The “Base” Diablo

1991 Lamborghini Diablo

Offered by Auctions America | Ft. Lauderdale, Florida | April 1, 2017

Photo – Auctions America

The Lamborghini Diablo kicked off the craziness that was the supercar world in the 1990s. Introduced in 1990, the car’s development goes back to 1985 when Lambo was under Mimran Brothers ownership. When Chrysler bought the company, they ensured the new car’s success and put it into production.

The original Diablo, of which this is a wonderful example, was rear-wheel drive and powered by a 5.7-liter V-12 making 485 horsepower. Top speed was 202 mph, the first Lamborghini to top 200. The body was designed by Marcello Gandini and it was clearly of a different generation than the lame duck Countach it replaced. This car sports the optional factory rear wing.

The Diablo VT brought four-wheel drive to the Diablo line in 1993 and the original RWD version was discontinued in 1996. In total, 873 were built making it the most popular of all Diablo variants. Recently serviced, this prime example from the dawn of modern supercars should sell for between $155,000-$165,000. Click here for more info and here for more from this sale.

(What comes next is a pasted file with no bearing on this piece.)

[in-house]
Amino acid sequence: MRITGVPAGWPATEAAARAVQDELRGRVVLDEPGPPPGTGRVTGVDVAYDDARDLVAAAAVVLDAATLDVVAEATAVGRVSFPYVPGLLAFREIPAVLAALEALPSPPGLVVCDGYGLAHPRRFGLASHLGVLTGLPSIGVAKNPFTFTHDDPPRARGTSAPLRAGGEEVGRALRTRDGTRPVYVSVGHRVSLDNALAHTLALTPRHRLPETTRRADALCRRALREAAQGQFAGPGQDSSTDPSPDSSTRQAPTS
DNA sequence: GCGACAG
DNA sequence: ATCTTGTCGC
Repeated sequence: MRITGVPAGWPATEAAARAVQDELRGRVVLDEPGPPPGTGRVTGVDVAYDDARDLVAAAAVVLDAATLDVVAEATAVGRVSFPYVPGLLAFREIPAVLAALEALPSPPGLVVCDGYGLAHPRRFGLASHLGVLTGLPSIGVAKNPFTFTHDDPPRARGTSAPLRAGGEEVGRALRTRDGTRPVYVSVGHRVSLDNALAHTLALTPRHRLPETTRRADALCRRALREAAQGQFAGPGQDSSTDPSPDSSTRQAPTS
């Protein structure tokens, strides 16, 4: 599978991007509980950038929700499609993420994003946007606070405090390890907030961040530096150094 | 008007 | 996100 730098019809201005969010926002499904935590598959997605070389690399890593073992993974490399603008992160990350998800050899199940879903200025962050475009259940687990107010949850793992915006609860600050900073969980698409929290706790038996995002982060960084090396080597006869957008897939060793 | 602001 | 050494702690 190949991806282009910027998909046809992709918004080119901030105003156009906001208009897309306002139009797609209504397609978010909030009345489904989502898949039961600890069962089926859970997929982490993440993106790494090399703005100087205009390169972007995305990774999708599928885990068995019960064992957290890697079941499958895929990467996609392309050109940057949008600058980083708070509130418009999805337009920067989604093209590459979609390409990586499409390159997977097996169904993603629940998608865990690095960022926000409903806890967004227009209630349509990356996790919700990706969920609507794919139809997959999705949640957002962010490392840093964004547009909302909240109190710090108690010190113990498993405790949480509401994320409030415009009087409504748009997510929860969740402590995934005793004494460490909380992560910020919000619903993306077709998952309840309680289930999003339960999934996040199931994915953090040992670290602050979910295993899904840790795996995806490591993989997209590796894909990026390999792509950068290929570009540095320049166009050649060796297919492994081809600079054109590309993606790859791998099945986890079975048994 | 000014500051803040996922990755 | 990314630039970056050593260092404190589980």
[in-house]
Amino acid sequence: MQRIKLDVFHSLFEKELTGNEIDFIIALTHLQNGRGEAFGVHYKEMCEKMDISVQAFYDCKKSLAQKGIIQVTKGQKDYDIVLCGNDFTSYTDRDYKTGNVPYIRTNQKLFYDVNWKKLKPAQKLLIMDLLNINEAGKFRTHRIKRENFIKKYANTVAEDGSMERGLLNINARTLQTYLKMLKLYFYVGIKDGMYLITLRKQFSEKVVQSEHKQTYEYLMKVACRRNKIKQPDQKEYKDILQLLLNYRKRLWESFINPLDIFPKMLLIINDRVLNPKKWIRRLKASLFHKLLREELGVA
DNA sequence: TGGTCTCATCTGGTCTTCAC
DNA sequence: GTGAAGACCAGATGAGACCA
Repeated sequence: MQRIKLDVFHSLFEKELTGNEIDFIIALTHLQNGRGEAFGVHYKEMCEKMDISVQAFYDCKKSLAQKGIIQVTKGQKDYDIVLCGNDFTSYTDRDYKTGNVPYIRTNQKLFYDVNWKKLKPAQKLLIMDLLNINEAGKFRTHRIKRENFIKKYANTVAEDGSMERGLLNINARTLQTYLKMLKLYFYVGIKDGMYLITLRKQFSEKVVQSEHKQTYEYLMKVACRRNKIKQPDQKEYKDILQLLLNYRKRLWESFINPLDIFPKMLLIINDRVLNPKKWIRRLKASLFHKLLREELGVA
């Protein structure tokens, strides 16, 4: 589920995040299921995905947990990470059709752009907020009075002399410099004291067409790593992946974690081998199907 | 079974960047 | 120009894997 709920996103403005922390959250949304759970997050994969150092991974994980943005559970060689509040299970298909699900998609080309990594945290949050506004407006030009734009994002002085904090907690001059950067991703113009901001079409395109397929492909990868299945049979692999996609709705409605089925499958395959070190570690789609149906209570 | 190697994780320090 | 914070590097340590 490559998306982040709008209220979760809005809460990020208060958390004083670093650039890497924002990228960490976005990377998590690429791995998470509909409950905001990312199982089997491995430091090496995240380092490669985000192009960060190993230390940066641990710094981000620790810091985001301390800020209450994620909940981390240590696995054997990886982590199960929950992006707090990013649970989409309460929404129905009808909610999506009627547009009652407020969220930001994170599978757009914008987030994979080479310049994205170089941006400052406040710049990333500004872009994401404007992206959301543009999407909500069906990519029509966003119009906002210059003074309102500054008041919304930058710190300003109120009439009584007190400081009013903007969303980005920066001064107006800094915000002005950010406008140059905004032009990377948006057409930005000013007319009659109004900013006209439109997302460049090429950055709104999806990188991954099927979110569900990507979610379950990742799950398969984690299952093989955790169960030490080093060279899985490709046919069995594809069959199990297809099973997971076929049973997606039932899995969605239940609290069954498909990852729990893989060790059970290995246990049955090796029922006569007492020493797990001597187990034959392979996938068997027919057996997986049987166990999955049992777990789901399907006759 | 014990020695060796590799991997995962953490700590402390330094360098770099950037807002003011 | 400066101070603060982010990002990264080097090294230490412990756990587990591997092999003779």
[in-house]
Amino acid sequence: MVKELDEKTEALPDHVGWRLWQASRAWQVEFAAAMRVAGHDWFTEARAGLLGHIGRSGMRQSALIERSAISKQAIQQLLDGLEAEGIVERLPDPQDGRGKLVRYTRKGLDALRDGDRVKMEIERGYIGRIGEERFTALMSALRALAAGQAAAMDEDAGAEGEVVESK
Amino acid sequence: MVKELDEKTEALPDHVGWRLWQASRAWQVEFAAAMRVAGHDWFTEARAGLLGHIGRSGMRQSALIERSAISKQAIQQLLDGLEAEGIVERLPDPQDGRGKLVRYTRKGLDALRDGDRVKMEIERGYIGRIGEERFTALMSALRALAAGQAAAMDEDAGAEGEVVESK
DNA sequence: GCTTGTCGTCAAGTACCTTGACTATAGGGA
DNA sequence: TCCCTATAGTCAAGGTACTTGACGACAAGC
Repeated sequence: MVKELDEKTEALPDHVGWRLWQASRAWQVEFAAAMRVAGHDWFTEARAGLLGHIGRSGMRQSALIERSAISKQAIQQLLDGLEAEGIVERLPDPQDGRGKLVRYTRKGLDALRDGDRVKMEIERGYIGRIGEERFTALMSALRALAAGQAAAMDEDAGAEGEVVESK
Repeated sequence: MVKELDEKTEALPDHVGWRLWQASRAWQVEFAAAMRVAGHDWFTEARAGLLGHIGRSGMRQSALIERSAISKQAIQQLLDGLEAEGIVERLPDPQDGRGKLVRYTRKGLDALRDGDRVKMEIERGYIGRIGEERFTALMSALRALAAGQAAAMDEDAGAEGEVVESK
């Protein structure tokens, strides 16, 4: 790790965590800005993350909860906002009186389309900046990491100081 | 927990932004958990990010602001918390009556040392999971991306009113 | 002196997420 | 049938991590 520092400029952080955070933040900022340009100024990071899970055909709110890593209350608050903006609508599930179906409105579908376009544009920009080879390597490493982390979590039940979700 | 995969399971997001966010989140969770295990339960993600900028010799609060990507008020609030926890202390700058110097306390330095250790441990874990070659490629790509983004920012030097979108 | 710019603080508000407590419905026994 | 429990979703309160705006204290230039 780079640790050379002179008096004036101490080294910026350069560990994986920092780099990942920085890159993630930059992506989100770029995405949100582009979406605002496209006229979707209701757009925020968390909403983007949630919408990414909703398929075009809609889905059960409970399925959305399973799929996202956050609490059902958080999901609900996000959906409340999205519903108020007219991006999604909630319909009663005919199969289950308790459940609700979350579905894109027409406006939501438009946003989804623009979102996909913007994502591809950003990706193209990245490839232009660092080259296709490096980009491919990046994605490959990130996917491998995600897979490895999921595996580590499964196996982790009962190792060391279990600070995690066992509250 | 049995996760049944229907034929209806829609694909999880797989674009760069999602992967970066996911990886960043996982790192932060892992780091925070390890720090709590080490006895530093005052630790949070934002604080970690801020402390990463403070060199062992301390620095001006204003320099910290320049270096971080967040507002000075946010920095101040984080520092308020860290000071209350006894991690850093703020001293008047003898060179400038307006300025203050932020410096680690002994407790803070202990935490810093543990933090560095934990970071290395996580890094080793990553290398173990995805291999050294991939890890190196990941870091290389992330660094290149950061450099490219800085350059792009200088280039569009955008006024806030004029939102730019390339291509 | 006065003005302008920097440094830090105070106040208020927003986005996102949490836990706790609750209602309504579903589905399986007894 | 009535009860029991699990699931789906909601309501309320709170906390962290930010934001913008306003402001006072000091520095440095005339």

Update: Not sold.

Monterey Edition Diablo

1998 Lamborghini Diablo SV Monterey Edition

Offered by Barrett-Jackson | Uncasville, Connecticut | June 23-25, 2016

Photo - Barrett-Jackson

Photo – Barrett-Jackson